About noon the following day as they were on their journey and approaching the city, Peter went up on the roof to pray. He became hungry and wanted something to eat, and while the meal was being prepared, he fell into a trance. He saw heaven opened and something like a large sheet being let down to earth by its four corners. It contained all kinds of four-footed animals, as well as reptiles and birds. Then a voice told him, “Get up, Peter. Kill and eat.”“Surely not, Lord!” Peter replied. “I have never eaten anything impure or unclean.”
The voice spoke to him a second time, “Do not call anything impure that God has made clean.” – Acts 10:9-15
If you visit Maul-Hall around Christmas, you’ll have to try counting the pig paraphernalia. There are all sorts. Flying crystal pigs on the tree, Santa-pigs on the shelf, pigs visiting the manger scene, pigs just being pigs.
It’s not themed, as in “Rebekah and Derek have a pig-themed Christmas;” but at the same time, the little hams are representative of something more than just bacon-related cuteness. Rebekah has always pushed porkers for the Heifer International alternative gift market and – as these things do – the un-collection took on a life of its own. Besides, Rebekah really does harbor genuine affection for her herd of swinelets.
GOD INVITES – PEOPLE EXCLUDE: This morning’s featured Advent adornment (Day-2 in the Advent series that started yesterday) is the pink pig from the tree in the living room, and it makes me think of one of the passages we studied yesterday at WFPC.
My Sunday morning adult ed class, Practical Christianity, is taking a look at the early church. This week, one of our readings covered the story (above) about Peter, Cornelius, and a tablecloth full of non-kosher foods.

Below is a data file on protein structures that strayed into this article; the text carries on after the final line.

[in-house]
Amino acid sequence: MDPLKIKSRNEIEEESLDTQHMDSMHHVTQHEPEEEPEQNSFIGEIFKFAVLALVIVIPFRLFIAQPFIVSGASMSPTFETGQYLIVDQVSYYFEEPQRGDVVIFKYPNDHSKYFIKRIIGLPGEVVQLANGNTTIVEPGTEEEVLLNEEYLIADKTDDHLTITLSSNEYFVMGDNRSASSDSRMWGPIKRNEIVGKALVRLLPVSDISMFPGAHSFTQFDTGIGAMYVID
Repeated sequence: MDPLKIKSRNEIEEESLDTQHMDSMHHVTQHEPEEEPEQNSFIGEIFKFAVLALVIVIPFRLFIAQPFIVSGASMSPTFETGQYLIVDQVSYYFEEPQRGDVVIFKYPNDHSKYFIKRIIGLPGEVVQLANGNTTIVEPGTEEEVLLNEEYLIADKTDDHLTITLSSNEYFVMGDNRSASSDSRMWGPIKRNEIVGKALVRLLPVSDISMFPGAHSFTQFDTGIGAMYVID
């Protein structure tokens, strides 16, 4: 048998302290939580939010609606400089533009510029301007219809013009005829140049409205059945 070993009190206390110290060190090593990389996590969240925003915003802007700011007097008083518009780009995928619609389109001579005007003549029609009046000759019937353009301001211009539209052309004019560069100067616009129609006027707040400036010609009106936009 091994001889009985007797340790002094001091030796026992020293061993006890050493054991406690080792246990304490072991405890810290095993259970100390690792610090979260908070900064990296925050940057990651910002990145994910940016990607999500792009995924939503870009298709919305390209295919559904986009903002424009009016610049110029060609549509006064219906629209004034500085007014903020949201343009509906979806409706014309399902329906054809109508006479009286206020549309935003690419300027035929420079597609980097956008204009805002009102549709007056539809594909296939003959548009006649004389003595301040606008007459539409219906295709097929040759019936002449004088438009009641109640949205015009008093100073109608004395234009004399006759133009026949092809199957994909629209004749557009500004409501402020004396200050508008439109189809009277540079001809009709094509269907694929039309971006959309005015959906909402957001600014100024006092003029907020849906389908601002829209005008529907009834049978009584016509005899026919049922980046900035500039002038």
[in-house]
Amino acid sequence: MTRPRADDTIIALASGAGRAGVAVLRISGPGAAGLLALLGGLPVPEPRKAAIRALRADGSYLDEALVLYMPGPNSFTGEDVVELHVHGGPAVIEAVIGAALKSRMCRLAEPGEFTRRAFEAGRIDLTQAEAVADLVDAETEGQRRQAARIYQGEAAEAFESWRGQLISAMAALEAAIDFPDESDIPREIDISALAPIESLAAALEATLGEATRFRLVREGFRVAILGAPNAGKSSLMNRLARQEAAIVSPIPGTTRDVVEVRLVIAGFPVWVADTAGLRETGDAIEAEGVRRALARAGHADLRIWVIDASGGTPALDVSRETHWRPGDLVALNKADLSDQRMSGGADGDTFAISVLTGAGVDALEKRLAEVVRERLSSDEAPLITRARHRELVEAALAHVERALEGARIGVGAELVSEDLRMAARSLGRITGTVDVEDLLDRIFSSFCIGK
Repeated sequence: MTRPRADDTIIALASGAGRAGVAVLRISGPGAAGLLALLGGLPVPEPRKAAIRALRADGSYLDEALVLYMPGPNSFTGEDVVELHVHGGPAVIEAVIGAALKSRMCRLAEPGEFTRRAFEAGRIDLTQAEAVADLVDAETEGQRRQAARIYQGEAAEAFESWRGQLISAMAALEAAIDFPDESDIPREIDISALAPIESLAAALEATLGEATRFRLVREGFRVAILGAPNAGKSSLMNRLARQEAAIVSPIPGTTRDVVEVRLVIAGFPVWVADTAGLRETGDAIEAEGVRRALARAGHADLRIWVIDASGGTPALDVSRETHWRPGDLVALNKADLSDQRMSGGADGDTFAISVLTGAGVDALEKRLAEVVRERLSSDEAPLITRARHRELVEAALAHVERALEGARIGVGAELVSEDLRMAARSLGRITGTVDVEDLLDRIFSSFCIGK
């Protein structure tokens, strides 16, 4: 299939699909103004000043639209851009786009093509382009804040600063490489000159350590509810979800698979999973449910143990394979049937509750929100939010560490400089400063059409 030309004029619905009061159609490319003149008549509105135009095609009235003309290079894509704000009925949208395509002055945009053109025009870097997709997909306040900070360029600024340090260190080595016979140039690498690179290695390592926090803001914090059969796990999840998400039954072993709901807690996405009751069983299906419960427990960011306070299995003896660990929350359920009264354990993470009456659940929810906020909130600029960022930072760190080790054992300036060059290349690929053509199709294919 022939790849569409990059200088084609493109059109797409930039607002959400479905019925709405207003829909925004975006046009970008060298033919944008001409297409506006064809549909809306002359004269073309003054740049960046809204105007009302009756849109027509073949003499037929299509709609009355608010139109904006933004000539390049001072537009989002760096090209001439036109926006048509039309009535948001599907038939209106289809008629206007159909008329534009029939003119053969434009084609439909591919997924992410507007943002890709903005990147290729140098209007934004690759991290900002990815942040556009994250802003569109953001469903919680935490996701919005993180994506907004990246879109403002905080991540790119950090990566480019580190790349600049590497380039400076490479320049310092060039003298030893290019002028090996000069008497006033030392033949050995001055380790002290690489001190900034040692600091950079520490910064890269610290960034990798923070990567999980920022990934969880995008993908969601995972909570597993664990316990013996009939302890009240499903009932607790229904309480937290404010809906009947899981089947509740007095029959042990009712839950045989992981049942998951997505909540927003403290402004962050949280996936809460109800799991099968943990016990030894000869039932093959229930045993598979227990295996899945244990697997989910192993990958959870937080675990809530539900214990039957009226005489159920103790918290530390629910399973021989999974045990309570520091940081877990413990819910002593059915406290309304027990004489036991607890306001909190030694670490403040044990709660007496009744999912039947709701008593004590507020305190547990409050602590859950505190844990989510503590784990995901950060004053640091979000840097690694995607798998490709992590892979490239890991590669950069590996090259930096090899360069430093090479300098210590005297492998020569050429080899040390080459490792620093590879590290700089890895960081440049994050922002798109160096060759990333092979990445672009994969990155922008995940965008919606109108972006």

The voice spoke to him a second time, “Do not call anything impure that God has made clean.”
It’s easy to understand Peter’s confusion. After all, the dietary laws he was asked to violate are right there in the Bible. But God was/is less concerned with prohibitions than with opening up the reach of the covenant, and Peter needed to understand that what was true for a nomadic tribe carving out their identity in the hostile wilderness didn’t necessarily translate, chapter and verse, into First Century Christian mores.
EVERYONE: This is what Advent and then Christmas is all about, and it is what my non-kosher friend, the Christmas Tree pig, is reminding me. Jesus came into this world in order to repair the broken relationship between God and God’s children. Everyone is welcome. The “New Covenant in my blood” that Jesus offers is not dependent upon what we do, it’s simply about accepting what God has done for us.
God was/is less concerned with prohibitions than with opening up the reach of the covenant…
This is good news!
Ham sandwich; BLT; pork-chops; gammon steak; sausage; pork-belly; fat-back; even pickled trotters (good grief). Take your pick. Or go with a 100% kosher diet if that floats your boat. God’s initiative at Christmas absolutely trumps codified rules, religious requirements, and law-based exclusions; they have no bearing on our acceptability to God.
“Do not call anything unclean that God has made clean.” Do we hear this message? Because of Jesus, I am acceptable to God! Because of Jesus, you are acceptable to God. Who are we to call any one of God’s children unclean?
The pig has spoken!
(each day I’ll add the featured image to this gallery)
Derek has published seven books in the past decade (you can find them at https://www.amazon.com/Derek-Maul/e/B001JS9WC4), and there's always something new in the works.
Before becoming a full-time writer, Derek taught public school in Florida for eighteen years, including cutting-edge work with autistic children. He holds bachelor's degrees in psychology and education from Stetson University and the University of West Florida.
Derek is active in teaching at his church: adult Sunday school, and a men's Bible study/spiritual formation group. He enjoys the outdoors, traveling, photography, reading, cooking, playing guitar, and golf.